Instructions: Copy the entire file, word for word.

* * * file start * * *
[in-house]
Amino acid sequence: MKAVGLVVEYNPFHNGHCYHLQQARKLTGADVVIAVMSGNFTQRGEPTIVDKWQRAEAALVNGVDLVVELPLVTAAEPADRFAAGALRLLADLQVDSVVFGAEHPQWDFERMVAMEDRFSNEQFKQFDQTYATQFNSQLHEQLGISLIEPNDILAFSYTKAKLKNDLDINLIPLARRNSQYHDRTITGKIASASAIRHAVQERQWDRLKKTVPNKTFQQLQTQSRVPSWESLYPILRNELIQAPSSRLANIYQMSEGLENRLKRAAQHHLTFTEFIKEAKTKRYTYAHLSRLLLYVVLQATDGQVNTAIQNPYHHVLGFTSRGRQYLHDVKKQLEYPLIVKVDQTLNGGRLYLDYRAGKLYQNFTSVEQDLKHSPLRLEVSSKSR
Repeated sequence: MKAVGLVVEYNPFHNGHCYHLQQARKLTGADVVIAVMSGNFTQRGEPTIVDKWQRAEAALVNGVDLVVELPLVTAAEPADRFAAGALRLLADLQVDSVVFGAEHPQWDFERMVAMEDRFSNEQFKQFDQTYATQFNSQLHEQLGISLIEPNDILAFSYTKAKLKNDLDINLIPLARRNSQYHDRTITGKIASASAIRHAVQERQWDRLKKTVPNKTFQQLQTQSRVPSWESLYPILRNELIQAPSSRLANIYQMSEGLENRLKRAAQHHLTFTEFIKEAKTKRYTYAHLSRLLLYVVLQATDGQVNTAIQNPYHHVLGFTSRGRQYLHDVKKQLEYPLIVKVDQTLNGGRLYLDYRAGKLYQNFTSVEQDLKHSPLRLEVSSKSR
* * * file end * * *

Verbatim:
[in-house]
Amino acid sequence: MKAVGLVVEYNPFHNGHCYHLQQARKLTGADVVIAVMSGNFTQRGEPTIVDKWQRAEAALVNGVDLVVELPLVTAAEPADRFAAGALRLLADLQVDSVVFGAEHPQWDFERMVAMEDRFSNEQFKQFDQTYATQFNSQLHEQLGISLIEPNDILAFSYTKAKLKNDLDINLIPLARRNSQYHDRTITGKIASASAIRHAVQERQWDRLKKTVPNKTFQQLQTQSRVPSWESLYPILRNELIQAPSSRLANIYQMSEGLENRLKRAAQHHLTFTEFIKEAKTKRYTYAHLSRLLLYVVLQATDGQVNTAIQNPYHHVLGFTSRGRQYLHDVKKQLEYPLIVKVDQTLNGGRLYLDYRAGKLYQNFTSVEQDLKHSPLRLEVSSKSR
Repeated sequence: MKAVGLVVEYNPFHNGHCYHLQQARKLTGADVVIAVMSGNFTQRGEPTIVDKWQRAEAALVNGVDLVVELPLVTAAEPADRFAAGALRLLADLQVDSVVFGAEHPQWDFERMVAMEDRFSNEQFKQFDQTYATQFNSQLHEQLGISLIEPNDILAFSYTKAKLKNDLDINLIPLARRNSQYHDRTITGKIASASAIRHAVQERQWDRLKKTVPNKTFQQLQTQSRVPSWESLYPILRNELIQAPSSRLANIYQMSEGLENRLKRAAQHHLTFTEFIKEAKTKRYTYAHLSRLLLYVVLQATDGQVNTAIQNPYHHVLGFTSRGRQYLHDVKKQLEYPLIVKVDQTLNGGRLYLDYRAGKLYQNFTSVEQDLKHSPLRLEVSSKSR